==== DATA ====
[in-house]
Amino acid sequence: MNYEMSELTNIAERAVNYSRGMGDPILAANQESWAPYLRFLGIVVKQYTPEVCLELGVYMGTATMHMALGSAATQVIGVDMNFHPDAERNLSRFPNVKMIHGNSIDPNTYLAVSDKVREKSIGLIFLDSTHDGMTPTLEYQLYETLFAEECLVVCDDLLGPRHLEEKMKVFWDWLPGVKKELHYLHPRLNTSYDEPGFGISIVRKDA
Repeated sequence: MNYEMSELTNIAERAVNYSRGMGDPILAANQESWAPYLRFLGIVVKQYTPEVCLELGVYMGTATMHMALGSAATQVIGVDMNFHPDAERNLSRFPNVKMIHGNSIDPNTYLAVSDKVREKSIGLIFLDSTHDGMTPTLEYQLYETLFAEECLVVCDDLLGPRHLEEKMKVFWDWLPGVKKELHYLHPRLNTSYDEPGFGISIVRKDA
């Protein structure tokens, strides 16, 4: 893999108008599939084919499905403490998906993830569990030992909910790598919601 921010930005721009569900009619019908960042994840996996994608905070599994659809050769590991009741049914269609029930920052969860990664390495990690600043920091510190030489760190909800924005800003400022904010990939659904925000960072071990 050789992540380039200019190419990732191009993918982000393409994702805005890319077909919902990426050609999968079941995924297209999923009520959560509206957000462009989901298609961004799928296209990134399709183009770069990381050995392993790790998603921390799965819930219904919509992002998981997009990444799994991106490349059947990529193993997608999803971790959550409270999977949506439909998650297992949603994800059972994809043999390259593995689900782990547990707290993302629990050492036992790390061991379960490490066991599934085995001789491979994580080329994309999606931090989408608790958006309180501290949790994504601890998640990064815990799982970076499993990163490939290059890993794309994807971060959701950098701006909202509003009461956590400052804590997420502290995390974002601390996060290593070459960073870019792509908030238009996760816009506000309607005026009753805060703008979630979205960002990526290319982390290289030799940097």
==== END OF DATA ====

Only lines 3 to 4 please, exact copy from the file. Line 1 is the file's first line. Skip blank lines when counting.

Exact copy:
Repeated sequence: MNYEMSELTNIAERAVNYSRGMGDPILAANQESWAPYLRFLGIVVKQYTPEVCLELGVYMGTATMHMALGSAATQVIGVDMNFHPDAERNLSRFPNVKMIHGNSIDPNTYLAVSDKVREKSIGLIFLDSTHDGMTPTLEYQLYETLFAEECLVVCDDLLGPRHLEEKMKVFWDWLPGVKKELHYLHPRLNTSYDEPGFGISIVRKDA
């Protein structure tokens, strides 16, 4: 893999108008599939084919499905403490998906993830569990030992909910790598919601 921010930005721009569900009619019908960042994840996996994608905070599994659809050769590991009741049914269609029930920052969860990664390495990690600043920091510190030489760190909800924005800003400022904010990939659904925000960072071990 050789992540380039200019190419990732191009993918982000393409994702805005890319077909919902990426050609999968079941995924297209999923009520959560509206957000462009989901298609961004799928296209990134399709183009770069990381050995392993790790998603921390799965819930219904919509992002998981997009990444799994991106490349059947990529193993997608999803971790959550409270999977949506439909998650297992949603994800059972994809043999390259593995689900782990547990707290993302629990050492036992790390061991379960490490066991599934085995001789491979994580080329994309999606931090989408608790958006309180501290949790994504601890998640990064815990799982970076499993990163490939290059890993794309994807971060959701950098701006909202509003009461956590400052804590997420502290995390974002601390996060290593070459960073870019792509908030238009996760816009506000309607005026009753805060703008979630979205960002990526290319982390290289030799940097």